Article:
HIDDEN STORIES OF LOVE AND ROMANCE PART 1: A Hawaiian Love Story of Tragedy and Triumph
It was the mid-1800s on the islands of Hawaii and Jonathan Napela and Kitty were a power couple. She was a beautiful woman that commanded eyes and ears and he was a judge with royal lineage and connections to Hawaii’s monarchy.
At the beginning of 1865, in the naturally luscious Hawaiian islands, the monarchy of the time began to express deep concerns over the spread of “Hansen’s disease” or what we more commonly refer to as “leprosy”.
King Kamehameha V signed a document that would send all the island’s sufferers of leprosy to an isolated colony on the Makanalua Peninsula (which came to be known as Kalaupapa), on the shores of the island Molokai. This was of course done with the intention of preventing the spread of this malicious disease.
The colony had only been in operation for a few years when Kitty contracted the horrific malady. She was to be sent to Kalaupapa to suffer with other leprosy victims.
As idyllic as island life might sound, the truth was that the conditions in the leper colony were extremely challenging and even inhumane. While in the early days some food and limited supplies were given to the inhabitants that care dwindled as the lepers were left to largely fend for themselves. With the weakening effects of leprosy making digging, sowing and harvesting crops an extreme challenge and the lack of supplies for fishing, the life that Kitty would be entering into was far from something that any loving husband would feel comfortable leaving his wife to face alone. Historian Alfons L. Korn said, “social oblivion followed by a harrowing form of death, sooner or later, was the common lot of Molokai lepers during the late 19th century.”
Bravely and unselfishly, Napela decided that he would figure out a way to join her. He wrote a pleading letter to the Board of Health asking for permission to remain with his wife at the settlement. He wrote, “I vowed before God to care for my wife in health and sickness. . . I want to be with my wife . . . but with this disease, it will quickly shorten her life. Such is the reason for this petition.” Napela was granted permission to remain with Kitty which he did for the remainder of his life. Not only did Napela care for his wife but in joining forces with the legendary Father Damien he fought for better care and facilities for the inhabitants and lovingly cared for those in need.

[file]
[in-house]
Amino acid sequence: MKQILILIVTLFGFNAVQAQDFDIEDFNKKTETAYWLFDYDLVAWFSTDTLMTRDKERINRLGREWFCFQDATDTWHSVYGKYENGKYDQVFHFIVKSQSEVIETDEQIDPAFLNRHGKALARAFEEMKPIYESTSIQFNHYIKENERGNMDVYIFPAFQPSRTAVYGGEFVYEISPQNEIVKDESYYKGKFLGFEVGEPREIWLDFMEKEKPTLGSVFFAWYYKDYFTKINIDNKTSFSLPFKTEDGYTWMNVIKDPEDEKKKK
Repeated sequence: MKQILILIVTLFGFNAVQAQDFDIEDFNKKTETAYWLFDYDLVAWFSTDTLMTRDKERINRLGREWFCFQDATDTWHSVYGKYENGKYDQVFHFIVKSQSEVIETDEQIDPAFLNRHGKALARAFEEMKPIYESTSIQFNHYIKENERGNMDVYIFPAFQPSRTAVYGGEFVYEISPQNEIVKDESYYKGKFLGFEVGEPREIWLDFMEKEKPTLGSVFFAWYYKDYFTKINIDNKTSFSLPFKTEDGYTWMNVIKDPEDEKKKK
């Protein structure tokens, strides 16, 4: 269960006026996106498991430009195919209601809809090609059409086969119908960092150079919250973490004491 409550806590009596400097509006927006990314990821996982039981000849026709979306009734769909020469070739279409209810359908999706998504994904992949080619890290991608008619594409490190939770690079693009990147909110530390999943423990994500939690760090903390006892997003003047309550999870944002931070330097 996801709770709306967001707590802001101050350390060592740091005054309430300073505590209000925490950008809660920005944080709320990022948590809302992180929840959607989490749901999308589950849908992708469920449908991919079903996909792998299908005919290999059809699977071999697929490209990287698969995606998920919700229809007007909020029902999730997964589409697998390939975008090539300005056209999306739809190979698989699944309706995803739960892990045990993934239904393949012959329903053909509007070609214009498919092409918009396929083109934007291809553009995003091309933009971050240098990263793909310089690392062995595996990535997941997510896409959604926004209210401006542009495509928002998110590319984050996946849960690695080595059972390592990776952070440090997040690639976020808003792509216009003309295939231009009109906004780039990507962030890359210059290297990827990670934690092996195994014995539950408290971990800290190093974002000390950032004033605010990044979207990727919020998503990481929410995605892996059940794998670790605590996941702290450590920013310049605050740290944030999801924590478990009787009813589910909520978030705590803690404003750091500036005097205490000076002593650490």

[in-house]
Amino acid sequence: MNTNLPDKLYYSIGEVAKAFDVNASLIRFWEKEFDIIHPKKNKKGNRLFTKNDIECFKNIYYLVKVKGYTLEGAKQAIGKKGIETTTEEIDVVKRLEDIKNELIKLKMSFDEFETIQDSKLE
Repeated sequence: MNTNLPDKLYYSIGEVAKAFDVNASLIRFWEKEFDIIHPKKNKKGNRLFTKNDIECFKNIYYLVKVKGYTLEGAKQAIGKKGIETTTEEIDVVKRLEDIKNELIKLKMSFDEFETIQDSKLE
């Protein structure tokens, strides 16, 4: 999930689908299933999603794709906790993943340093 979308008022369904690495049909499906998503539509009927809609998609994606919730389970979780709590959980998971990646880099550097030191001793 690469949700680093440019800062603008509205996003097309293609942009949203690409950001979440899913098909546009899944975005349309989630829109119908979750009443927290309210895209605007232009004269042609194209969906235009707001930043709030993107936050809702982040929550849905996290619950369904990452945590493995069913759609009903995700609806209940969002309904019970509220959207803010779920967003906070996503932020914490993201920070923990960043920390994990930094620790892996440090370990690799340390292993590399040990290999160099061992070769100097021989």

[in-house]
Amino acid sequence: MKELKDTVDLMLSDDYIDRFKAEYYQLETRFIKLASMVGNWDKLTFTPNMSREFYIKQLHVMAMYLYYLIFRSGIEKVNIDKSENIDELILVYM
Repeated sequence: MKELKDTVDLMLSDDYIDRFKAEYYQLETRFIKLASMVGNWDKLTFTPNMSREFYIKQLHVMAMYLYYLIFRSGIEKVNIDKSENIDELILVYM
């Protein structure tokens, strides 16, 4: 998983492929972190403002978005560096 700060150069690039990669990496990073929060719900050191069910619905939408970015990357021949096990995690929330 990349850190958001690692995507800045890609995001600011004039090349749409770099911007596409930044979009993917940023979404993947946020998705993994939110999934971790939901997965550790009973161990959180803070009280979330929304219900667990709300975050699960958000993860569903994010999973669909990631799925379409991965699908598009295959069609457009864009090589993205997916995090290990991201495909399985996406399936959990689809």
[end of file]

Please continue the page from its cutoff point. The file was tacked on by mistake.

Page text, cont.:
Tragically, Napela also contracted leprosy and died soon before Kitty, who passed away only a couple of weeks later.
There’s is a true story of unselfish and committed love, lost in time but with consequences that have positively resonated through to this day.
“Being deeply loved by someone gives you strength, while loving someone deeply gives you courage.”
- Lao Tzu
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History records that this valiant priesthood leader worked in the leper colony, and fought to obtain government assistance for the hundreds of lepers living there to have a more comfortable place to live out their lives. He was a spiritual giant in the pure love of Christ he exhibited for his wife and people. This beautiful peninsula on the north coast of the island of Molokai, was unsurpassed in human sorrow, suffering, and degradation. Nonexistent facilities and a board of health that knew nothing about the disease condemned the lepers to suffer under almost unimaginable conditions.
Napela was 60 at the time, and he would live out the rest of his life at the leper colony for the next 6 years. His wife Kitty was the only female of mixed Hawaiian and European descent admitted to the colony that year. Napela was soon appointed superintendent of the leper colony but soon ran into trouble with the board of health because of his unwillingness to enforce a rigid segregation of lepers and non-lepers. For the rest of his life he presided over the Latter-day Saints branch at the isolated colony. Eventually Jonathan contracted leprosy as well. When visiting Kalaupapa near the end of Napela’s life, Elder Henry P. Richards, serving his second mission to Hawaii, stated that the disease had taken Napela beyond recognition. Prior to his death, Napela was permitted to visit Laie once again, attend conference, and bid farewell to his beloved friends and saints living here. During his final days, despite great pain and disfigurement, Napela continued to provide service to the local saints in the leper colony. He also continued to care for his wife Kitty and willingly assisted the members of other church denominations, including the Catholics and their local leader, Father Damian, with the basic care and comfort necessary to survive under unimaginable difficulties. Napela died on August of 1879, at the age of 66. His grave is in the crater near Kalaupapa. Kitty passed away just two years later.